The touchpad in the center of the DualShock 4 presents a completely new way for PlayStation gamers to interact with their games. How will developers use this new input? It’s definitely not a new concept, but here are some of the ways we think devs might use it for PlayStation 4.
Yes, the DualShock 4 is not a complete overhaul of a PlayStation controller, but should bring just enough “new” to get control freaks excited. The touchpad quite literally comes right from the back of the PlayStation Vita and opens up more possibilities than many can fathom so early in PS4’s existence.
Let’s investigate which new control methods are good and which ones we wish to do without.
Waggle stick to break free will now become swipe left-and-right frantically to break free. This is a completely viable way to remap this classic grapple move. Think WWE or any zombie game where the enemy has your character and is just about to bite when that unassuming image of the left analog stick jostling left to right violently suddenly overlaps your view of the carnage. Now your game can give you the finger instead.
If you’ve ever played Uncharted: Golden Abyss on Vita, then you’d know this is one of the coolest ways to rub that touchpad. Drake finds something he wants to make a carbon rubbing of and on screen pops the paper. Using your finger, just rub across the entire touchpad to reveal an image. If Ludia ever makes a Lottery game, this could be used with scratcher tickets.
As in rhythm, not to be confused with simply tapping any button on the controller. Tapping on the touchpad can lead right to a swipe pattern or long press. We can’t imagine forcing players to tap the touchpad for basic input when there are four face buttons at least an inch closer to the right thumb. Although, if any one developer was to prove us wrong it would be Quantic Dreams.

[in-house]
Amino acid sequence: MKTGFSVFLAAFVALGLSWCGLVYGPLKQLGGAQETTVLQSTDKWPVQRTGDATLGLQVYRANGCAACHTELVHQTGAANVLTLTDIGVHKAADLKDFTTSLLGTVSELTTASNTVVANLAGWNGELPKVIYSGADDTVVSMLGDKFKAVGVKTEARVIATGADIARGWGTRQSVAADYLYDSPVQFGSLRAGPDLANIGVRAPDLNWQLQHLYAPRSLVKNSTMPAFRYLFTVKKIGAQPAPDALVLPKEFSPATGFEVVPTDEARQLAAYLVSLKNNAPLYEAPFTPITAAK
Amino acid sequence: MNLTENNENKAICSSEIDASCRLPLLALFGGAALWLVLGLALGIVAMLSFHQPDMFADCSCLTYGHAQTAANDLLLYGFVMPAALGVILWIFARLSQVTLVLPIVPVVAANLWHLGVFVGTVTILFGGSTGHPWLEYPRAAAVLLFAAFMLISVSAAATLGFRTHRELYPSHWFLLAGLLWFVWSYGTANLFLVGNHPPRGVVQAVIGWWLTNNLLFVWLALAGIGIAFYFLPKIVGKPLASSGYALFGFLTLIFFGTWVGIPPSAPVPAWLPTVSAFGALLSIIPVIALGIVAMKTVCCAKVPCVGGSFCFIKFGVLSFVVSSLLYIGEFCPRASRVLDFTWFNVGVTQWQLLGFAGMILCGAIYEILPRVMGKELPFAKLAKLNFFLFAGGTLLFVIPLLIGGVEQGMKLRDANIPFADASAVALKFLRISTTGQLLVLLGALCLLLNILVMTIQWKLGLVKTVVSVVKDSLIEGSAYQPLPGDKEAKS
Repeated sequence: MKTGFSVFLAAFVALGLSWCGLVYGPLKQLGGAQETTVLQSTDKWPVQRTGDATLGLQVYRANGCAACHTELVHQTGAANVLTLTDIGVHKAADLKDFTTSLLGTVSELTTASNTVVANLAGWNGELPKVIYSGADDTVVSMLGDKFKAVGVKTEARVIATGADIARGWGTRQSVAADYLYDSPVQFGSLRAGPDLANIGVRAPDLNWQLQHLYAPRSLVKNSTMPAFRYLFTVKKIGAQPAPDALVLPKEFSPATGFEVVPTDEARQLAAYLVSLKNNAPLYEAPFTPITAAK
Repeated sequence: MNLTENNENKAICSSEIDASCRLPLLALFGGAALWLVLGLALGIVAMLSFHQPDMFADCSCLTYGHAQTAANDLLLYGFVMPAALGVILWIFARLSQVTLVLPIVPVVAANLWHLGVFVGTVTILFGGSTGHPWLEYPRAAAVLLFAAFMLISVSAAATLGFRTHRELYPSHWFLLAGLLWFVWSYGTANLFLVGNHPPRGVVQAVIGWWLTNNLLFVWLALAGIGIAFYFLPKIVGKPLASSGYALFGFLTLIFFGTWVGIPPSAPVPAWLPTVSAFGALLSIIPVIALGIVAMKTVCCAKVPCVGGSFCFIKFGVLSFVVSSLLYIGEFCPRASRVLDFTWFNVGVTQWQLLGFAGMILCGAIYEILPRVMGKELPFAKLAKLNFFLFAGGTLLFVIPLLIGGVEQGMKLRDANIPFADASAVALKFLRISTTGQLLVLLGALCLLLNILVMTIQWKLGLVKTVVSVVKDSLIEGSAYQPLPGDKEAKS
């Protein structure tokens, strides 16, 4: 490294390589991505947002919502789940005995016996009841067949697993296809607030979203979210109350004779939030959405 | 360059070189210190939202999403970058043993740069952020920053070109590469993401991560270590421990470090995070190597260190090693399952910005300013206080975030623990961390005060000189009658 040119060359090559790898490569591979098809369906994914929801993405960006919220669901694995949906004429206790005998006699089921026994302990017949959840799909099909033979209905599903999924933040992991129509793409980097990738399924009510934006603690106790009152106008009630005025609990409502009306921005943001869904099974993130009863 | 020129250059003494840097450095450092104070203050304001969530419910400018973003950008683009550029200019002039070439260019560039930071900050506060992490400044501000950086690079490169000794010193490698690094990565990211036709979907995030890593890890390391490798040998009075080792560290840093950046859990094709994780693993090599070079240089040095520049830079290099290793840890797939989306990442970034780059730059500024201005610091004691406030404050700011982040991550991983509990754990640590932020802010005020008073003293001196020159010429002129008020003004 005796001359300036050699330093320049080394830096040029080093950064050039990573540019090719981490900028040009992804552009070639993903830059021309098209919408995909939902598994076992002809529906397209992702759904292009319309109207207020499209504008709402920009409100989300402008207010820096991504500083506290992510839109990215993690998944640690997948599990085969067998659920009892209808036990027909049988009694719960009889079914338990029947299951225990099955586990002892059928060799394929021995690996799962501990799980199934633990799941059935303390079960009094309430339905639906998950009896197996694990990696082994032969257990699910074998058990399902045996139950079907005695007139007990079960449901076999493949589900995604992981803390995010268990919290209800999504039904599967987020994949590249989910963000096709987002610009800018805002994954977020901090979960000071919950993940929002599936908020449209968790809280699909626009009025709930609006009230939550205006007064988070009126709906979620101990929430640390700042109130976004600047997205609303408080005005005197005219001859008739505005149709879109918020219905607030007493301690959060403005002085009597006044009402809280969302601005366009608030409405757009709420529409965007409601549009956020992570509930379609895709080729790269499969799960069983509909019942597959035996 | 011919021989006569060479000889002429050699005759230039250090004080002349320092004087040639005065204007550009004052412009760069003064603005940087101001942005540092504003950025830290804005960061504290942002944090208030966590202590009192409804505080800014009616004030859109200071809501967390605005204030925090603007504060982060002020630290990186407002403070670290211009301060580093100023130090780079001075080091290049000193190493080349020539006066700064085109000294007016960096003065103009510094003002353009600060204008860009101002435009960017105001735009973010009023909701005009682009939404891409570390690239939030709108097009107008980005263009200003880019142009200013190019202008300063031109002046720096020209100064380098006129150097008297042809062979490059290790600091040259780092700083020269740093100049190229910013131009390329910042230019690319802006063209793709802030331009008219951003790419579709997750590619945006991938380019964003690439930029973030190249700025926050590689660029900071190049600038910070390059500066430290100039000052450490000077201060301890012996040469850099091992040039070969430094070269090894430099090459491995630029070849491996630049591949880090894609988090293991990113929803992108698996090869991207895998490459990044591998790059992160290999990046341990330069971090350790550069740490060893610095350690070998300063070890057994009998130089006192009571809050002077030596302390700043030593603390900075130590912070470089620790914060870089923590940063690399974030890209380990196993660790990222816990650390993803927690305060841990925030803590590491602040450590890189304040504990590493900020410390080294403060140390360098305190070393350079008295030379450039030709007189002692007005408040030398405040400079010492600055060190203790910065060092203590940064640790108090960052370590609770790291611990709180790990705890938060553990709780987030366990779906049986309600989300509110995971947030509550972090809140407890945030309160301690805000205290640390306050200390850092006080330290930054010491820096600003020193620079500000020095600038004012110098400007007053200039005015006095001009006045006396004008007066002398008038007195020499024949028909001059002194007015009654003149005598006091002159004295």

Camera controls are simplest to manage with the right stick, but will eventually be made cumbersome with the touchpad and some backward-thinking developer. This goes to show that not all new ways to do things are the best ways.
Lots of games have used the circular input to turn gears or wheels. This motion on the analog is the main reason that there is a gnarly ring carved into the shaft of your DualShock 3’s analog sticks. Go ahead, check. Some games used this to turn gears, or allow Kratos and Ratchet to push or pull levers. If your favorite character is Zangief, maybe you favored the left stick for performing the famous 360 pile driver. The touchpad will ideally be far less prone to wear and tear.
Any sword fighting game would not pass up the call of the DualShock 4’s touchpad when thinking about creative ways to hack up enemies. This sort of frantic input is ideal for any touch device. The best example of this is Halfbrick’s Fruit Ninja.
Have you thought up any creative ways that developers could utilize the touchpad on the DualShock 4? Put it in the comments as a sort of time capsule and when PS4 games begin taking off we can look back and see who came up with the idea first.